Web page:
Movie Mom

Movie Mom


FCC Commissioner Adelstein on Children and Media

posted by Nell Minow

FCC Commissioner Jonathan Adelstein gave an important speech last week to the Media Institute titled Stuck in the Mud:
Time to Move an Agenda to Protect America’s Children
.
[M]any parents are feeling inundated by an array of media that are flooding their children’s minds with inappropriate material. Too many parents feel like they are losing control, and they’re frustrated by a seemingly relentless march of coarse material that is too violent, too sexual, too commercial or too unhealthy for their children. Messages or images their children are not ready to hear pop up in too many places for parents to easily control, from insensitively timed commercials during otherwise family-friendly programming to Internet ads and spam coming over the computer.

There is growing concern about unhealthful messages and images as well. We are all familiar, for instance, with the obesity epidemic in America, its impact on our children, and how much marketers are spending to sell unhealthful products to children. Many studies show the damaging effects of advertising on children’s food choices. Some of your companies have taken important steps, but there is far more to be done.
For parents, it’s like a game of whack-a-mole, with an increasing number of moles jumping up faster and faster. Too many parents suffer from a sense of exhaustion or futility.

He spoke of his own frustration when despite his best efforts to protect him, the Commissioner’s own son accidentally came across a television program that disturbed him because it had “lots of blood.” And he spoke of his own “whack-a-mole”-style frustration over the limits of the Commission’s authority in a multi-media world. Even within those limits, he regretted the lukewarm report issued by the Commission on the impact on children of violence in media, which failed to include adequate information about options for better parental control or adequate exploration of regulatory options. And he regrets that the Commission’s focus on indecency has failed to address other content concerns.
[T]oday, I am calling on Chairman Martin and my fellow commissioners to launch a proceeding as soon as possible to examine comprehensively the existence and availability of advanced blocking technologies and to propose a national plan to inform U.S. households and parents about media literacy and parental controls, as proposed in the Pryor bill. We need to find ways to supplement the ongoing efforts of the broadcasting and cable industry.
He also asks for better and clearer ratings from the TV Parental Guidelines Monitoring Board.
We also need to encourage ratings of all TV content – entertainment programming, promotions and commercials alike. One of the most frequent complaints I hear from parents is about watching sports, or other family-friendly programming, and then a raunchy beer commercial or a violent or sexually suggestive promotion for more mature program comes on. Broadcasting and cable need to better address this problem through responsible standards and practices to ensure that ads don’t appear in programming watched by younger viewers than the promotions were intended for.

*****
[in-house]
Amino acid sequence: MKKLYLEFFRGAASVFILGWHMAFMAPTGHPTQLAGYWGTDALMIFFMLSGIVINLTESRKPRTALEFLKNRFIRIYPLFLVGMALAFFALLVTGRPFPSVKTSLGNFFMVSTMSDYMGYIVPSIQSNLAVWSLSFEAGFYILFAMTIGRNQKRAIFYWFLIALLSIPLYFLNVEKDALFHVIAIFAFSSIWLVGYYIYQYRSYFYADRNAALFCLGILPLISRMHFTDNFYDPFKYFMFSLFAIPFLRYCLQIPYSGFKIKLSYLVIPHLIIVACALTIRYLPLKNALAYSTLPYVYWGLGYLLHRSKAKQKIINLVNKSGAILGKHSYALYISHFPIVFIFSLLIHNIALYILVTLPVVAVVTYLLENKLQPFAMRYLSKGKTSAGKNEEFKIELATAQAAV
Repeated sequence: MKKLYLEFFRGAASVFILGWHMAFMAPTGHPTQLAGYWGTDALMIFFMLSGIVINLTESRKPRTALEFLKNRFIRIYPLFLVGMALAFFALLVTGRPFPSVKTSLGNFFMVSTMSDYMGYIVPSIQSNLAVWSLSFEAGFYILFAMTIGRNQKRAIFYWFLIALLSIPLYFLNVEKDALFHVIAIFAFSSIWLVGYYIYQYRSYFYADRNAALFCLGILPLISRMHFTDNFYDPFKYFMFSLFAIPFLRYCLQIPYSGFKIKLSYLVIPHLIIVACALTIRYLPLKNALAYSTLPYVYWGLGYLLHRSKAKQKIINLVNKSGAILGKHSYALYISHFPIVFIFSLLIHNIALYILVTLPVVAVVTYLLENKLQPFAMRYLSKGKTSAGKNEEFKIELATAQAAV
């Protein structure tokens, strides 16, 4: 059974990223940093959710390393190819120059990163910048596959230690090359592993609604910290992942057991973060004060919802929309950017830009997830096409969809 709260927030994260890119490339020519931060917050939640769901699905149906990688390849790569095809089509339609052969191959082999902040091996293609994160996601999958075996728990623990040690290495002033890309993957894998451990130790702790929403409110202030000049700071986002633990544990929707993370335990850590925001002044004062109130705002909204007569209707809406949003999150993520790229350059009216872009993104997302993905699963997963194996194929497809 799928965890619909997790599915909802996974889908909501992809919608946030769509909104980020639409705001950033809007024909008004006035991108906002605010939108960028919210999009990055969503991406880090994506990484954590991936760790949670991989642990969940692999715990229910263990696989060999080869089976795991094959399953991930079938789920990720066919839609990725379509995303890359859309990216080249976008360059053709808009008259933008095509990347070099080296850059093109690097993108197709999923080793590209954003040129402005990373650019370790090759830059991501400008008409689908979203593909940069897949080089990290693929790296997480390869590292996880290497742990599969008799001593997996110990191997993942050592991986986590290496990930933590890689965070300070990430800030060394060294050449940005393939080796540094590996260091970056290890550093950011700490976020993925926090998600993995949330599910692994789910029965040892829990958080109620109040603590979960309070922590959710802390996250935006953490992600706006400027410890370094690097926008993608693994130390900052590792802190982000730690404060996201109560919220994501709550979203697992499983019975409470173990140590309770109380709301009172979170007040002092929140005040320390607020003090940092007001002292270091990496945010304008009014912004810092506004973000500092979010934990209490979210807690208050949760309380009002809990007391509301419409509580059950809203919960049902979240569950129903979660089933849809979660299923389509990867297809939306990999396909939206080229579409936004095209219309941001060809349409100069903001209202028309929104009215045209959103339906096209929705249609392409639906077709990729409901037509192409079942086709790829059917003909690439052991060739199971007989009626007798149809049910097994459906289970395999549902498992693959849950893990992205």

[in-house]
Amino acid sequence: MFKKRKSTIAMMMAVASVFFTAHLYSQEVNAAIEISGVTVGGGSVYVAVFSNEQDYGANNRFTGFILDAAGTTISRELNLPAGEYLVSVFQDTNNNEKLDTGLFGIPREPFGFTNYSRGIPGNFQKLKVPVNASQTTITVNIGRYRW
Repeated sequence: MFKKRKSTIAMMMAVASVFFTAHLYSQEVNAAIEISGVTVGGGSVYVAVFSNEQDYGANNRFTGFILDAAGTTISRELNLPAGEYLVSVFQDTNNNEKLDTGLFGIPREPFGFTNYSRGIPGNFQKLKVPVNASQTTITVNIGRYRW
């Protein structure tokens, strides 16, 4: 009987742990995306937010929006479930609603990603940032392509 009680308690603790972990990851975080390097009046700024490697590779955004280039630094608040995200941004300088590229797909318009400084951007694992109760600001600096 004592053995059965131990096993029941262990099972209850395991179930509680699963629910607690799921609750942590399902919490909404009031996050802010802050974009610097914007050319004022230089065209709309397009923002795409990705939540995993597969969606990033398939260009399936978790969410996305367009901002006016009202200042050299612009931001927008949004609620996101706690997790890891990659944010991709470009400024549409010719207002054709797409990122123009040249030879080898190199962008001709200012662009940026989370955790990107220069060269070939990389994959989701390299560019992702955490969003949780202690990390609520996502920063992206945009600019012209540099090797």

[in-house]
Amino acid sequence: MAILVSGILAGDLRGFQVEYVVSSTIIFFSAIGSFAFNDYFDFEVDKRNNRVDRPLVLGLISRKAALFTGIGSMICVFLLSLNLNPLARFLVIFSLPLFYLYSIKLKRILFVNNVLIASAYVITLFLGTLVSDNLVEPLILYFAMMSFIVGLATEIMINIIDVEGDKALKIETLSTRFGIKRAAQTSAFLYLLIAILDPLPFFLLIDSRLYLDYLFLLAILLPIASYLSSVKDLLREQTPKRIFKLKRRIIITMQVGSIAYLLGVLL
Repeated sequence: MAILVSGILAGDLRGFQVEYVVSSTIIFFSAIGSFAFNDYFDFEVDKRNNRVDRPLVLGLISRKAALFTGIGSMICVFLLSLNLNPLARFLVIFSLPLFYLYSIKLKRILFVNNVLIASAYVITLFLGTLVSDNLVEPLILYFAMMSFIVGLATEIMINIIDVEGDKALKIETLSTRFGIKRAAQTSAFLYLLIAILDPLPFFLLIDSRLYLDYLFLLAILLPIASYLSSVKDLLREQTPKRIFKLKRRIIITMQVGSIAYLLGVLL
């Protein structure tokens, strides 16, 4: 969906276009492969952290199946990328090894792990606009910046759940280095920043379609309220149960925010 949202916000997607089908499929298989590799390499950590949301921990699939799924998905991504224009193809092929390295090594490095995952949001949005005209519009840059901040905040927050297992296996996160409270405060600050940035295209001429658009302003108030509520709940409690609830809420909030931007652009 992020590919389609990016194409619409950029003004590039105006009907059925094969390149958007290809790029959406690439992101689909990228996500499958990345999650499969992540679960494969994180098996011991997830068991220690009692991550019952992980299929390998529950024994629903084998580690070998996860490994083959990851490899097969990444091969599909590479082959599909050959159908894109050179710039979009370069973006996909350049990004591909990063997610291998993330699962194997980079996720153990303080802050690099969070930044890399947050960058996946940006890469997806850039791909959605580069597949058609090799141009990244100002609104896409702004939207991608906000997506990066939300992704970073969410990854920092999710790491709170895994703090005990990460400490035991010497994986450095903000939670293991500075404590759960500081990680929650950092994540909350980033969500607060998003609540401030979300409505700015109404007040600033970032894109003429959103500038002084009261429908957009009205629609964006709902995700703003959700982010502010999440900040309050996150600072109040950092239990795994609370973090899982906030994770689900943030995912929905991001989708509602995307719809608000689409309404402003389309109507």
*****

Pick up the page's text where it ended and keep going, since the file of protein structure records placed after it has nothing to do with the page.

He also asks for better alternatives.

In order to offset the flood of inappropriate material, we should encourage more positive children’s programming like the free quality children’s programming offered by public broadcasters that require more resources to produce, and innovative commercial broadcasters that require more carriage by distributors to succeed. The Commission can help by providing broadcasters with a clearer set of guidelines to identify what constitutes “educational” content.

For more information or to provide comments or add your support to these proposals, email the Commissioner here.



  • jestrfyl

    One of my concerns is that this focuses mostly on external controls. The families that have the least problems with their kids watching habits are those whose parents watch with their kids. My kids and I, since they were little, have watched together – and in watching have commented freely on what we are seeing. For that reason, they are more critical of the bad stuff, but also more open to watching a range of things. That is not to say we don’t watch some of the gory, stupid, and silly stuff. But we watch it critically – talking about special effects, story line, character and plot development, believability, artistry and more. And sometimes we simply watch together (though there are some things I cannot stand any more)
    The real issue is that parents are all too willing to surrender control to outside influences, for good or bad. Parenting is a serious and long commitment to personal time with your kids. I have found the programs that are created for adults and kids are the ones we watch the most, and will watch several times after. Kids like to know what parents enjoy, and parents will learn a whole lot about their kids by the choices they make. Endure the dumb stuff and you may be able to guide them toward higher quality material.

  • Nell Minow

    I very much appreciate these thoughtful comments, jestrfyl, and I agree. In fairness to the Commissioner, I think he focuses on those controls to give parents better tools to help them understand the choices they are making and avoid bad surprises. I share his sense that it is like a whack-a-mole game trying to stay on top of everything that is out there.
    I am most concerned by the astounding number of families who allow children to have televisions and DVD players in their rooms, relinquishing any opportunity for the shared experience and opportunity for discussion and critical analysis you describe. And I hate to see families watching media in the car and while eating — those are crucial times for family conversation.

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